Applicants in the New Nation Movement's bid to allow for an independent candidate to run for elections argue that the current Electoral Act 73 of 1998 infringes on the right to exercise individual political choices, the Constitutional Court heard on Thursday.
"We submit that individual candidates are allowed to contest elections.
"I submit that there is a package of rights: The right to vote, the right to stand for public office and hold office. All are conferred on individuals, it would make no sense to read these rights separately," advocate Tembeka Ngcukaitobi argued on behalf of NNM.
Ngcukaitobi was citing Section 19(1), as well as 19(3), which in summary speaks to - according to interpretation - how an individual can exercise their political choices as an individual or through a political party.
"Section 19(1) gives us the right to make individual choices without joining a political party. In order to understand 19(3) you have to understand 19(1) - those who elect not to make political choices through a party should not be disenfranchised.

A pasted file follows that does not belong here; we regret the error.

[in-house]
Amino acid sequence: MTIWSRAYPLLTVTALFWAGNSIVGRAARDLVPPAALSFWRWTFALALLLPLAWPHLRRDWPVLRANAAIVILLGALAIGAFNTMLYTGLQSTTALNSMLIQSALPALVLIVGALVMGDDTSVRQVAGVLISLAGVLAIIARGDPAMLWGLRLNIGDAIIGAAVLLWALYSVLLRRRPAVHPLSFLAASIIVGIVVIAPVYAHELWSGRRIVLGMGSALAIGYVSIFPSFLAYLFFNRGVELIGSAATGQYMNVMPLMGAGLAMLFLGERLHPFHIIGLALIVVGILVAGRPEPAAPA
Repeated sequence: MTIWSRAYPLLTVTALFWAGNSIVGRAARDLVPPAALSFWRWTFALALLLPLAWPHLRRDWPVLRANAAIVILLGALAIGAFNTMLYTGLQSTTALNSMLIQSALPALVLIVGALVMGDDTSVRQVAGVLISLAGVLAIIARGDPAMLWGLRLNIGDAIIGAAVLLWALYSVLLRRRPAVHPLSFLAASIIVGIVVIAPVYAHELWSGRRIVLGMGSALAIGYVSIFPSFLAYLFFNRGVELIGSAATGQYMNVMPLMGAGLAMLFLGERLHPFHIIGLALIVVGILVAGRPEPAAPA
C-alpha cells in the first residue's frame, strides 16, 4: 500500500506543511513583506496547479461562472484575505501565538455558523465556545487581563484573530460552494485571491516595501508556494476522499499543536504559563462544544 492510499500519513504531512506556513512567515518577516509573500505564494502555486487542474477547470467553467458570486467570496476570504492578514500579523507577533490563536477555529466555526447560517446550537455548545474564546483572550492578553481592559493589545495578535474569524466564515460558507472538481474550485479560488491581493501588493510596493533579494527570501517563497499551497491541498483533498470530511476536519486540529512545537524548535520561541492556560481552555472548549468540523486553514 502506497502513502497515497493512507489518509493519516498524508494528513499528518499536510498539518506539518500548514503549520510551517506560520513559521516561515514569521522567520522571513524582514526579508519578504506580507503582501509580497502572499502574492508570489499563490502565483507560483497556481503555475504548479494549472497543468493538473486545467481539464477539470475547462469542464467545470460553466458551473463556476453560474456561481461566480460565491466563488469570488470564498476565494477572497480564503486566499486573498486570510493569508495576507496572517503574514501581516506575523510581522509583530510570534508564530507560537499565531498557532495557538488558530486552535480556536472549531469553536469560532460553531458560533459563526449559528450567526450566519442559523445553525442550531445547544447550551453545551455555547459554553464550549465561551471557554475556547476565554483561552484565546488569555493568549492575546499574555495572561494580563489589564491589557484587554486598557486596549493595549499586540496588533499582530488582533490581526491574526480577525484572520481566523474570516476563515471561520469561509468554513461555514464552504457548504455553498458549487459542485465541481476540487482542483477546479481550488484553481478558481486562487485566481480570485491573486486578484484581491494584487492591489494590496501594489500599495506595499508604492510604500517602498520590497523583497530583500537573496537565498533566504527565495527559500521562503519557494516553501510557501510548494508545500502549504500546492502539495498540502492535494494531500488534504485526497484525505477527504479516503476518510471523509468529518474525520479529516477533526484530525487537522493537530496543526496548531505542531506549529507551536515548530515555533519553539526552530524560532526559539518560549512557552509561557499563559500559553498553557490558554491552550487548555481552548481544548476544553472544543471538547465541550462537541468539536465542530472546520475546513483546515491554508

"The current electoral system prescribed by the Electoral Act unjustifiably infringes that right by requiring citizens to stand for election through a political party," Ngcukaitobi explained.
This comes after the NNM's application was dismissed by the Western Cape High Court in April, ruling that there was nothing stopping the candidates from exercising their rights by joining or forming a political party, News24 earlier reported.
The movement subsequently approached the Constitutional Court in an urgent application - six days before the elections - seeking an order granting permission for an independent candidate to contest the polls.
The applicants failed to prove urgency and the matter was postponed, while national and provincial elections proceeded without on May 8.
The NNM is now arguing for the court with constitutional-matter jurisdiction to grant direct leave to appeal.
In addition, the movement is asking the Constitutional Court to declare the Electoral Act unconstitutional, as it does not allow an individual candidate to stand in the national and provincial elections.
The matter continues.
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